Plenty! In fact, since the mid-1970s, people in security have been working on automatic transmission classification.
It's a hard problem, and you logically can't detect all transmission schemes, but it's something that's being sold as service and as product, especially for government (and three-letter government agencies).
These guys, for example, focus on HF/VHF/UHF comms, and I've seen the list of classifiable transmission schemes they had for a public demo. It's long.
Now, what these recognize are just common standards (in Ham Radio, that would be called modes), and they are specific to one greater usage scenario (security-relevant communication).
There's a lot of underlying algorithms to automatically classify the number of observed channels, bandwidths, symbol rates, constellations, spreading, scramblers, error-correction codes, frame lengths, synchronization preambles.... but even listing these would take a book.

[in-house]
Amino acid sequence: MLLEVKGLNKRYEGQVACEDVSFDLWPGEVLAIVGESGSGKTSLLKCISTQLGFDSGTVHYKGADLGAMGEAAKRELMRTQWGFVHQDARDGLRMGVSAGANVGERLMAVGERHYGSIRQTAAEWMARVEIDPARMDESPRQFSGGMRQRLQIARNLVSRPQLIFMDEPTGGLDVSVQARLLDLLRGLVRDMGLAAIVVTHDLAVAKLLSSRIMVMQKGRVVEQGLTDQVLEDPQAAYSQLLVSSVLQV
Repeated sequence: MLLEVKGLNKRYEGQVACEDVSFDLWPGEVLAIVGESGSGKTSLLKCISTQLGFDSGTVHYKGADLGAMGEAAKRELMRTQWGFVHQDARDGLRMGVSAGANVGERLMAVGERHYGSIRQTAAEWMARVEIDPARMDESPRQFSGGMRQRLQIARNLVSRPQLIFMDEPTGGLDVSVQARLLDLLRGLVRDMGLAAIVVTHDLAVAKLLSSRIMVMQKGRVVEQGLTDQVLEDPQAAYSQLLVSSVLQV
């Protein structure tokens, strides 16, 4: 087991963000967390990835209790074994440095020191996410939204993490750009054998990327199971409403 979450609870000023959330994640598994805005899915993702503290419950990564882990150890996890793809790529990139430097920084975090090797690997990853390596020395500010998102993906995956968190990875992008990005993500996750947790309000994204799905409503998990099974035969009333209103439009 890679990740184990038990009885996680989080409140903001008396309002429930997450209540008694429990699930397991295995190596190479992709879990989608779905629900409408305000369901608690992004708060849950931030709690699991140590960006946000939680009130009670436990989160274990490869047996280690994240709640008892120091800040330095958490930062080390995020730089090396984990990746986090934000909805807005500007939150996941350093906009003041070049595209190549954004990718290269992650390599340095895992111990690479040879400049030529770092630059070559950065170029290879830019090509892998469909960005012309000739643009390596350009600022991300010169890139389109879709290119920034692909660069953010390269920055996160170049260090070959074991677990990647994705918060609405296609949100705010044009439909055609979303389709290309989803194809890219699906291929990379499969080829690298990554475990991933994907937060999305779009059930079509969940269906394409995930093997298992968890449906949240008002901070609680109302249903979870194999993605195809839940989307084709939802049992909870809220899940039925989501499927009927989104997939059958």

I can point you to what a student did during Google summer of code: It's
gr-inspector, a GNU Radio-based signal detection and classification program.
It's pretty generic in that it detects bands with power in them (which is no good for spread-spectrum systems, but for anything else it's a viable approach), and it gets pretty specific once you have an OFDM signal in there. Part of his job was writing a classifier just to get OFDM parameters: carriers, spacing, length of cyclic prefix. That took someone who was dangerously close to being a M.Sc. in communications engineering nearly 3 months. You can imagine how much work it is writing a set of classifiers for all useful transmission schemes!
You might be interested in the two papers he cites in his blogpost I linked to above; and especially their references.